Our Communications Manager, Katie M. Kanagawa, interviewed core faculty member, Lisa Goldman Rosas about her exciting and important work in community engagement. This interview was originally conducted in February 2020 and updated, with new content, in October 2021.
Can you please start by telling us a bit about yourself?
I’m actually from Palo Alto. I was born at Stanford Hospital, and now I find myself back here. My first stint out of college was working with a migrant farmworker health program and I migrated with the migrant stream on the East Coast from North Carolina down to Florida and then back to North Carolina, as the migrant farmworker migration happened. So I got the opportunity to work in a lot of community health centers, providing technical assistance to serving migrant farmworkers, and I was out in the field a lot, doing health education and case management and things like that.
It was a really good experience, and I would say a lot of that shapes how I address my research. I can remember, back then, researchers coming to our clinic and wanting to do focus groups and recruit farmworkers, and I was really kind of irritated with them about how they did it, and if they really had the community’s interest in mind. So I always kind of think about that, now that I am on the other side.
How did you first become involved in outreach? Is there anything you want to add to that story?
My official role when I started in migrant health was as an outreach worker. I’ve evolved over time, and we’ve moved beyond the term “outreach” and we now use the term “engagement.” So I think outreach can be one of the necessary steps of getting people engaged, but now we recognize that just letting people know what we’re doing is not enough; we really want to share leadership with community in the research projects that we’re conducting.
What excites you about community engagement and working with local communities?
I’ve come to view it as one of many tools that our community partners use. Research is starting to be recognized by them as a really strong tool to affect change. There are some groups who are more reluctant. For example, lots of our American Indian and African American partners have been adversely affected by research in the past. With all of the groups, I am really excited to provide the opportunity to get engaged in research, demystify science, and increase science literacy.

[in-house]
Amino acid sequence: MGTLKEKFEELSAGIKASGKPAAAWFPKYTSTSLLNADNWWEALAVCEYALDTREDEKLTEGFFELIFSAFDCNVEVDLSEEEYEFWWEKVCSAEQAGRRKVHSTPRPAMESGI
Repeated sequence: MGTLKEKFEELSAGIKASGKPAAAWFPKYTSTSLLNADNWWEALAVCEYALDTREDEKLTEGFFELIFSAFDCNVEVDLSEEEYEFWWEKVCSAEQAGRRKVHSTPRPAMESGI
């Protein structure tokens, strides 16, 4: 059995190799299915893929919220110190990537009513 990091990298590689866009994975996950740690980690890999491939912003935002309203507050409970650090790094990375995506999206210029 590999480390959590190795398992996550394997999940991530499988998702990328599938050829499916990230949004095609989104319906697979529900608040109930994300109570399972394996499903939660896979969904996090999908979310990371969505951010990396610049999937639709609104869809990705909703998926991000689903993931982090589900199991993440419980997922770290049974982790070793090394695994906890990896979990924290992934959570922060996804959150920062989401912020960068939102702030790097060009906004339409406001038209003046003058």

How would you characterize the ideal relationship between community engagement and research?
There is no one or right way to do community engagement. I think there can be a perception that unless you’re doing community-based participatory research, you might as well not try. However, there are lots of ways to incorporate engagement without adopting a shared leadership model like in community-based participatory research. So I tell researchers that there’s a community engagement strategy that’s right for you; we just have to find what it is and how it can match your research!
In my own research, I get to do it exactly how I want it. The ideal way for me is when I’m engaged in the community, and a community partner recognizes “I would really like to pursue research in this way.” They initiate the relationship and the partnership, and I find that that just sets us off on the right path. Maybe it’s about the power balance that sets the tone for the research project, but I find that it makes the work more sustainable, impactful, and rewarding for me.
Please describe your work as Director of Stanford Medicine’s Office of Community Engagement (OCE). What do you think is most important for people to know about the work that’s being done there?
Our Office of Community Engagement is here to serve our faculty, staff, and trainees, as well as our community partners, to bridge the gap between research and practice, and between academia and community. We provide a technical assistance service to help researchers and community partners form community-engaged research projects and even carry them out. It is best if we are included at the outset of a research project – while writing the grant or designing the study – so we can design engagement approaches to ensure success. In addition, we pursue our own research around community engagement, so we advance understanding of effective strategies for diverse research projects.
Can you tell us a bit about your work as Associate Director of the Stanford Cancer Institute's Center for Cancer Health Equity and Community Engagement, and the nature of the community-engaged research projects being done in that program?